dpkg-sig - Debian package archive (.deb) signature generation and verification
dpkg-sig [options] --sign role
dpkg-sig [options] --verify [archive]
dpkg-sig [options] --verify-role role
dpkg-sig [options] --verify-exact member
dpkg-sig [options] --list [archive]
dpkg-sig [options] --get-hashes role
dpkg-sig [options] --sign-hashes [hashes-archive]
dpkg-sig [options] --write-signature
creates and verifies signatures on Debian archives (.deb-files).
Use higher-level tools to install and remove packages from your system, and to
verify a signature as acceptable for your system.
A usage example can be found at the end of this man page.
- --sign, -s role
- Signs a standard-conforming Debian archive. role gives the name of
the signature (usually 'builder' for the builder of the .deb). The
signature is made using your default key, unless specified via any
explicit or implicit option (see below).
If one or more .changes-files are given, the md5sums inside the .changes
file(s) are also updated.
If a .changes file was gpg-signed, the signature is removed when updating
- --verify, -c; --verify-role;
- Verifies a signature on the given archive file. --verify and
-c just check all signatures; --verify-role verifies all
signatures with a given role, and --verify-exact wants the exact
name of the archive member (without the leading _gpg). However, both
commands also accept perl regular expressions as the name.
All verify variants output (in turn for each signature) either a line
consisting of GOODSIG, role, gpg-fingerprint and signature time (in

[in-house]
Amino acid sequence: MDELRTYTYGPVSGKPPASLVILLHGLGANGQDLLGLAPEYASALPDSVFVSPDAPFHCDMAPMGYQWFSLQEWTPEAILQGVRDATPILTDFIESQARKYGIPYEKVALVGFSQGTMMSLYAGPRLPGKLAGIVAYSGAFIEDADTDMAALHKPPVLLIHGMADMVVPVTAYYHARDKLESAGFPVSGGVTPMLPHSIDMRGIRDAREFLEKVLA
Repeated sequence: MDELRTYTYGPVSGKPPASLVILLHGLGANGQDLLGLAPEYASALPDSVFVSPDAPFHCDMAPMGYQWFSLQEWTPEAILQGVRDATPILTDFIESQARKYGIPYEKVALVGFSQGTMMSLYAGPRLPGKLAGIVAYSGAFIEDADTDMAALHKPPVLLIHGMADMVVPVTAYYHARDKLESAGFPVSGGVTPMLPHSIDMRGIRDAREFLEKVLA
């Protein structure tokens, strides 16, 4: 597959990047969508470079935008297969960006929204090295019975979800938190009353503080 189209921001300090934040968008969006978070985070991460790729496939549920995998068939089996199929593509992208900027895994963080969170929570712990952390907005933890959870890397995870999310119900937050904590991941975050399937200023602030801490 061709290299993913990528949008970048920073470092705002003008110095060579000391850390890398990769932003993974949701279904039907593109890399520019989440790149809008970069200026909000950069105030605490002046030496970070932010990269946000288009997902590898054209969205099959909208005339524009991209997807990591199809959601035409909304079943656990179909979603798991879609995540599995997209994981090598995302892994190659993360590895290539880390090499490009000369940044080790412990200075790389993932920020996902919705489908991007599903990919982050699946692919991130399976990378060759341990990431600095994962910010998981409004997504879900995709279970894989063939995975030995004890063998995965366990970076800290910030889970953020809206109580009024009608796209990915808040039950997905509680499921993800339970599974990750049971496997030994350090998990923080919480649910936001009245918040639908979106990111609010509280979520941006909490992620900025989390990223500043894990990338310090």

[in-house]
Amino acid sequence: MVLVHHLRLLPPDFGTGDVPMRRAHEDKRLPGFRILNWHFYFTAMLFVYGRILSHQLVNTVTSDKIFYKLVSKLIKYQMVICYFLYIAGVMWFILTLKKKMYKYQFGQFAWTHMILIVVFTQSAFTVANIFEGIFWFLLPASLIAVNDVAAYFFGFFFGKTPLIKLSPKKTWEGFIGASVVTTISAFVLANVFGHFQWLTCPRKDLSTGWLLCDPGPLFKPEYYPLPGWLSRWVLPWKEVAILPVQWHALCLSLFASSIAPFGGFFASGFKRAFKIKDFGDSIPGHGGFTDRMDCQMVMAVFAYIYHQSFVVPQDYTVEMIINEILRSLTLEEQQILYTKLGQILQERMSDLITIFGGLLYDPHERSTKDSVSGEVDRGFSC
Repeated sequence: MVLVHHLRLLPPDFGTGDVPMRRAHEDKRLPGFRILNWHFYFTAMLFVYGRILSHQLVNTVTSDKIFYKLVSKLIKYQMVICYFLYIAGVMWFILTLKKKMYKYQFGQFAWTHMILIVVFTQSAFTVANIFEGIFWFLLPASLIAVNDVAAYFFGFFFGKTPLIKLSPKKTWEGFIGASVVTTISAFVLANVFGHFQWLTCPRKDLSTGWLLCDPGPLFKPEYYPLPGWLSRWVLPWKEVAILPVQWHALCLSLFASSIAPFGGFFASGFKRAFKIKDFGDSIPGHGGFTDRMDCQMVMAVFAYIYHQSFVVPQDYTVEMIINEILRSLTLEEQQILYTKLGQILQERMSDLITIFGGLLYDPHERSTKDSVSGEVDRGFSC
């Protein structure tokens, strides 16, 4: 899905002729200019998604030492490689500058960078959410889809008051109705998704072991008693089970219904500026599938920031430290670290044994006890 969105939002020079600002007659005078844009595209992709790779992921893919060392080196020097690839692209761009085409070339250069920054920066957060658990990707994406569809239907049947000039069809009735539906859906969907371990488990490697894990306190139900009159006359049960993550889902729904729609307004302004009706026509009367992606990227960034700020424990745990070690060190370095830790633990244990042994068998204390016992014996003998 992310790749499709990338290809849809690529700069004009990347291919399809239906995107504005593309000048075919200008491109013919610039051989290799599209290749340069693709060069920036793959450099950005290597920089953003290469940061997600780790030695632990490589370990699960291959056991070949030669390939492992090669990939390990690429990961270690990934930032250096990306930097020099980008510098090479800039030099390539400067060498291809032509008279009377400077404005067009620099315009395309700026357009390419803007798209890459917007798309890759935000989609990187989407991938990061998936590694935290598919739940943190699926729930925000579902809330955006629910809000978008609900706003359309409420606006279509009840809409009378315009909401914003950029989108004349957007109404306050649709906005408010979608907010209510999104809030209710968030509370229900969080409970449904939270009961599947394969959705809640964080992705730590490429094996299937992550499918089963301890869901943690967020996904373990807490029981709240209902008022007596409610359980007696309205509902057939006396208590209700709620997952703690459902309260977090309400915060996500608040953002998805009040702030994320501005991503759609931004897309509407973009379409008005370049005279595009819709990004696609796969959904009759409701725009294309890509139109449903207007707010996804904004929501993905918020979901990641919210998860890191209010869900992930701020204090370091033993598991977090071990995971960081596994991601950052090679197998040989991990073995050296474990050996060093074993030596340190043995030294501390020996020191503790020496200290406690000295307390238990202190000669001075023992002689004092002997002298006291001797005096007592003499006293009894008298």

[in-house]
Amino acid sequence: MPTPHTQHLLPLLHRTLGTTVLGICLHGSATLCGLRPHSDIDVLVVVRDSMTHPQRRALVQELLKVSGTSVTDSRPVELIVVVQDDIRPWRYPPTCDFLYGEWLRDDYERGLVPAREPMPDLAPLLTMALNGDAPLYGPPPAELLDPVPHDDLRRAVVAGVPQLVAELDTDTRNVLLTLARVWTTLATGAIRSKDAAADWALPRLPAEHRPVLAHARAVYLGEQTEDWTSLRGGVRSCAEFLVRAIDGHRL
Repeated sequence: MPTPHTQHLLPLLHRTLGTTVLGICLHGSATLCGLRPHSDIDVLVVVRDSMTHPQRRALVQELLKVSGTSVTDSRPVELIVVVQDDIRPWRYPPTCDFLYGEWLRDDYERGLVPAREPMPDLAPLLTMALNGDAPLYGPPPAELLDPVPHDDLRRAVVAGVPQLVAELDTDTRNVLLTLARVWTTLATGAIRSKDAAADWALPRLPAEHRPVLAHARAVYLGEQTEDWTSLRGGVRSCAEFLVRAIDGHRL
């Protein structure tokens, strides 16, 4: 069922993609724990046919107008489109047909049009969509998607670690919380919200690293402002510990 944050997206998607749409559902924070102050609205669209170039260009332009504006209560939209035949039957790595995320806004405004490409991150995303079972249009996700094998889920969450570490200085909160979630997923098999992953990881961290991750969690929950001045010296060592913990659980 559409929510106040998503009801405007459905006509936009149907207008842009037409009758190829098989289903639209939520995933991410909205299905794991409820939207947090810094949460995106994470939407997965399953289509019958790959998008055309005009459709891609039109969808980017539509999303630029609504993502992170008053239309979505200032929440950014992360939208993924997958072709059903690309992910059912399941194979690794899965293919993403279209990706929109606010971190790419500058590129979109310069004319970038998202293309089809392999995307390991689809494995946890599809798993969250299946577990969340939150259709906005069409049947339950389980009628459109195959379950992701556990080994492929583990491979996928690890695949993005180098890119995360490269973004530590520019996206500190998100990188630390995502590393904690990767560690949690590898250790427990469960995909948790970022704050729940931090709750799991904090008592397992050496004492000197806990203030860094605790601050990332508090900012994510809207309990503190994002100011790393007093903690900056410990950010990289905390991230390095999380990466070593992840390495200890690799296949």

seconds since 1970-1-1 0:00:00 UTC), or BADSIG.
Starting from version 0.12, dpkg-sig returns 2 if a bad signature was
found when trying to verify. If an unknown key was used to sign a .deb,
dpkg-sig returns 3.
- --list, -l, -t
- Lists all names inside the deb that look like a signature.
- --get-hashes, --sign-hashes, --write-signature
- --get-hashes creates an ar(1) archive containing a control
file part and files with the digests of all the .debs specified on the
command-line or named in the .changes file(s) specified on the
After that, you can transfer this (small) file to another machine, for
example an offline system containing your gpg keys. (Yep, that's
--sign-hashes then signs this file containing the digests (in fact,
it replaces the digests parts with their signatures).
Now transfer the signed file back to the machine where you created the
hashes and use --write-signature to add the signatures from the
archive to the deb.
- -m maintainer
- Specify the maintainer name to be used for signing.
- -e maintainer
- Same as -m but takes precedence.
- -k keyid
- Specify the key ID to be used for signing; overrides any -e or
- Get some more details.
- Gurantees that the non-verbose output will not change. Use this if you